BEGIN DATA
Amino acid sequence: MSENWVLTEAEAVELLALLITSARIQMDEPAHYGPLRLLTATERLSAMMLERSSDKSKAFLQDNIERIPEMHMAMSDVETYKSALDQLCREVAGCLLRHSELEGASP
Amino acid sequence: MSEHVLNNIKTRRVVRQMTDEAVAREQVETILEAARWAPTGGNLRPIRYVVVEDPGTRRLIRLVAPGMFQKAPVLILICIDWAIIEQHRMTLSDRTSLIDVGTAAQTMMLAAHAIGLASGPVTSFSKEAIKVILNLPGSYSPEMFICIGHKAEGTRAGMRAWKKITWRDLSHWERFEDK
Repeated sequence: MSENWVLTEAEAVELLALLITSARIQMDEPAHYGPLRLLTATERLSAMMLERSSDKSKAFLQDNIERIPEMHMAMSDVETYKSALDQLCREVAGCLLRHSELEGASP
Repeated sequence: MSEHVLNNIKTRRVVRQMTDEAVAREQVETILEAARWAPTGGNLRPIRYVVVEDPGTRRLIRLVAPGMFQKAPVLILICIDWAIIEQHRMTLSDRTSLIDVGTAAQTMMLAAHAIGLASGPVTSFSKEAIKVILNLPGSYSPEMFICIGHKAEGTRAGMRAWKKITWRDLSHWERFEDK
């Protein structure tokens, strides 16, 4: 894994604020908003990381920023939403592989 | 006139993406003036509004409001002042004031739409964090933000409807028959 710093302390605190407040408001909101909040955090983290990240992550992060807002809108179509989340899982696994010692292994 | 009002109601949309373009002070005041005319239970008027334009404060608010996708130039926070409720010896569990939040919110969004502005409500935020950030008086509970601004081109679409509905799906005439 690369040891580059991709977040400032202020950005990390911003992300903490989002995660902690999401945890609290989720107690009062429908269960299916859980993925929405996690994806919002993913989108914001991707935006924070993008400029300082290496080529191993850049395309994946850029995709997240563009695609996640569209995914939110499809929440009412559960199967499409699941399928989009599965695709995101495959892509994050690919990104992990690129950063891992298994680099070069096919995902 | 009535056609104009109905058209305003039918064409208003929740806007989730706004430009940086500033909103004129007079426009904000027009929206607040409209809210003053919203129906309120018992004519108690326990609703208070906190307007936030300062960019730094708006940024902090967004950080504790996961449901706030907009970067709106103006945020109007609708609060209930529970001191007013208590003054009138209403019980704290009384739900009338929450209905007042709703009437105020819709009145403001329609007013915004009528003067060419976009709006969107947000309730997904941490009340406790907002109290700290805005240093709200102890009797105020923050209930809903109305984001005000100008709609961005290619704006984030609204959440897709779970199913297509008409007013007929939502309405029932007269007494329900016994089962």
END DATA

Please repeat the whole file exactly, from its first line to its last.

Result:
Amino acid sequence: MSENWVLTEAEAVELLALLITSARIQMDEPAHYGPLRLLTATERLSAMMLERSSDKSKAFLQDNIERIPEMHMAMSDVETYKSALDQLCREVAGCLLRHSELEGASP
Amino acid sequence: MSEHVLNNIKTRRVVRQMTDEAVAREQVETILEAARWAPTGGNLRPIRYVVVEDPGTRRLIRLVAPGMFQKAPVLILICIDWAIIEQHRMTLSDRTSLIDVGTAAQTMMLAAHAIGLASGPVTSFSKEAIKVILNLPGSYSPEMFICIGHKAEGTRAGMRAWKKITWRDLSHWERFEDK
Repeated sequence: MSENWVLTEAEAVELLALLITSARIQMDEPAHYGPLRLLTATERLSAMMLERSSDKSKAFLQDNIERIPEMHMAMSDVETYKSALDQLCREVAGCLLRHSELEGASP
Repeated sequence: MSEHVLNNIKTRRVVRQMTDEAVAREQVETILEAARWAPTGGNLRPIRYVVVEDPGTRRLIRLVAPGMFQKAPVLILICIDWAIIEQHRMTLSDRTSLIDVGTAAQTMMLAAHAIGLASGPVTSFSKEAIKVILNLPGSYSPEMFICIGHKAEGTRAGMRAWKKITWRDLSHWERFEDK
């Protein structure tokens, strides 16, 4: 894994604020908003990381920023939403592989 | 006139993406003036509004409001002042004031739409964090933000409807028959 710093302390605190407040408001909101909040955090983290990240992550992060807002809108179509989340899982696994010692292994 | 009002109601949309373009002070005041005319239970008027334009404060608010996708130039926070409720010896569990939040919110969004502005409500935020950030008086509970601004081109679409509905799906005439 690369040891580059991709977040400032202020950005990390911003992300903490989002995660902690999401945890609290989720107690009062429908269960299916859980993925929405996690994806919002993913989108914001991707935006924070993008400029300082290496080529191993850049395309994946850029995709997240563009695609996640569209995914939110499809929440009412559960199967499409699941399928989009599965695709995101495959892509994050690919990104992990690129950063891992298994680099070069096919995902 | 009535056609104009109905058209305003039918064409208003929740806007989730706004430009940086500033909103004129007079426009904000027009929206607040409209809210003053919203129906309120018992004519108690326990609703208070906190307007936030300062960019730094708006940024902090967004950080504790996961449901706030907009970067709106103006945020109007609708609060209930529970001191007013208590003054009138209403019980704290009384739900009338929450209905007042709703009437105020819709009145403001329609007013915004009528003067060419976009709006969107947000309730997904941490009340406790907002109290700290805005240093709200102890009797105020923050209930809903109305984001005000100008709609961005290619704006984030609204959440897709779970199913297509008409007013007929939502309405029932007269007494329900016994089962």